Cambridge Audio's Azur 540D is a mid-priced DVD player with an upmarket specification. It's marketed as the perfect combo to the 540R AV receiver. Build quality is similarly high and available in silver and black brushed metal finishes to match with the AV receiver.

The second version improves on its original credentials, and internal refinements suggest that the 540D is a DVD player capable of delivering audiophile stereo sound quality.

As you'd expect, the features list now includes an HDMI output with upscaling options to 720p and 1080i formats for both PAL (50Hz) and NTSC (60Hz) images. Surprisingly, there's no 1080p upscaling, which is a bit of an omission given the number of large screens now sporting the capability.

Top gear

The 540D claims to be geared as much to music as to movies, but sadly its disc-spinning capabilities doesn't include high resolution DVD-A or SACD multi-channel music playback or even MP3 or WMA music file playback from CD-R/RWs. On the plus side, the 540D is able to play Region 1 DVDs straight from the box, and it's DiVX compatible.

Onscreen menus are basic and graphics look unsophisticated. Nevertheless, they provide all the necessary adjustments to get the 540D set up and tailored to your particular TV type.

There's a six-channel analogue audio output for those who want to use the 540D's built-in Dolby Digital decoder to upgrade an aged Pro-Logic surround amp, for example. Both optical and coaxial digital audio socketry are on hand for bitstream connections to regular digital surround amps.

An HDMI output socket provides digital video connection to compatible flatscreen TVs. For those with older TVs, analogue video socketry is available in component, RGB Scart, S-video and composite video forms.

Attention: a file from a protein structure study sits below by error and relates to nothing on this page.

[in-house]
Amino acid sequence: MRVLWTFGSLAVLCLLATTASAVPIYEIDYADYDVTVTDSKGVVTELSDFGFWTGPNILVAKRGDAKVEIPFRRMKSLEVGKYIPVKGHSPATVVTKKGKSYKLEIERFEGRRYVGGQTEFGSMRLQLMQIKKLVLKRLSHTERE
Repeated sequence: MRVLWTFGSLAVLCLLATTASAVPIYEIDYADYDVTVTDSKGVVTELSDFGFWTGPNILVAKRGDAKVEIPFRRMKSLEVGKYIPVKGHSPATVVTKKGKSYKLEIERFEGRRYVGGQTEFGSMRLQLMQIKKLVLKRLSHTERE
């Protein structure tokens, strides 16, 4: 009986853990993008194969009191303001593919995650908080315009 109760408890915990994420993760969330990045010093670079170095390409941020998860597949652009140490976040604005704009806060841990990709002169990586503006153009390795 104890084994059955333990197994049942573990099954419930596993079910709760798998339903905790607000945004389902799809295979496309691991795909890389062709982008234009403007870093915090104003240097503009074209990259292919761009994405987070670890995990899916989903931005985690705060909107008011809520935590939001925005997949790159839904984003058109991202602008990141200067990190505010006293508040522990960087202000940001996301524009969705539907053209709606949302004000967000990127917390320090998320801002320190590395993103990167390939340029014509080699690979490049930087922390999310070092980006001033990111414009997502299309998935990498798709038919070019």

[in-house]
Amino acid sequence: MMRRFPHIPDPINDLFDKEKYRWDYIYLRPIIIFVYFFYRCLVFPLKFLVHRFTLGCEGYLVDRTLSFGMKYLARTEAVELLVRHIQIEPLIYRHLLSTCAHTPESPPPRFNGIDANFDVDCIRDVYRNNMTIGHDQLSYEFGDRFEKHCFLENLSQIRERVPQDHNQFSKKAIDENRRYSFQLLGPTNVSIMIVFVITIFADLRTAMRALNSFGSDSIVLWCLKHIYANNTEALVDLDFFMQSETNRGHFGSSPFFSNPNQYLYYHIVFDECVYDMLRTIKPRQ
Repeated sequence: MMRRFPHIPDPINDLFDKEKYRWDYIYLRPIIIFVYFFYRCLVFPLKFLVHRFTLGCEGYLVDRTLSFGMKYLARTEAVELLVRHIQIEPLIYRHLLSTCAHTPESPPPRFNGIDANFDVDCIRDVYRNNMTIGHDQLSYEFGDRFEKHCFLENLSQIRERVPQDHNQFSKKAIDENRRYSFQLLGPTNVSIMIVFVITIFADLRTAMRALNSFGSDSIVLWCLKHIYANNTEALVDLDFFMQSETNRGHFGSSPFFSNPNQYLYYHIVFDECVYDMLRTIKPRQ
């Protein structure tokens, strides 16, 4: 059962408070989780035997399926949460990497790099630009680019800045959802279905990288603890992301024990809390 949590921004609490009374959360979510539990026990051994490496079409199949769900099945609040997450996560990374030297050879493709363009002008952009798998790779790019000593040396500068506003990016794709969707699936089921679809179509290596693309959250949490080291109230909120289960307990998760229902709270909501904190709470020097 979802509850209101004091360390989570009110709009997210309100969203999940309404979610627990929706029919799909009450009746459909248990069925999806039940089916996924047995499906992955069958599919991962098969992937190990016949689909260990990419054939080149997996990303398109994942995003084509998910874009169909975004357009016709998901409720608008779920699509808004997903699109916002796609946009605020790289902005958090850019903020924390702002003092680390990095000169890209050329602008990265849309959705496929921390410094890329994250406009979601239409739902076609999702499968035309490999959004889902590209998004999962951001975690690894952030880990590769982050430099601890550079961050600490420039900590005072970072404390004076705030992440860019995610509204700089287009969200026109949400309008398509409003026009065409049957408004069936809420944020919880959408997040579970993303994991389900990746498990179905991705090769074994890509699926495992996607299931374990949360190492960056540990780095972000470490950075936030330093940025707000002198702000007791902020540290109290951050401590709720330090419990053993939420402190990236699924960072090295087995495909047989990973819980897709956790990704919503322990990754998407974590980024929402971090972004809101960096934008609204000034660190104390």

The 540D is geared for the best picture quality via the HDMI output, and scenes from Casino Royale on DVD look impressively solid. There's barely any noise on show in 576p mode and details look amazingly sharp. Slight gains are visible when switching the upscaler to 1080i mode, and facial details look more enhanced, but colours are a little muted and pictures lack the depth of 576p mode.

We're not quite so impressed by the 540D's analogue video output and component signals look soft, losing subtle details and even more background depth.

Short circuit

Money has definitely been spent on audio circuitry, and the 540D puts in a strong performance with movie soundtracks from either the digital outputs or the player's own Dolby Digital decoder. It's musically adept too, and stereo CDs have impressive drive and good timing, and will do justice to any music collection.

The 540D is a specialist player at a respectable price. It handles DVDs and CDs with equal aplomb, but if you're seeking a more 'universal' model with music formats then you should look elsewhere.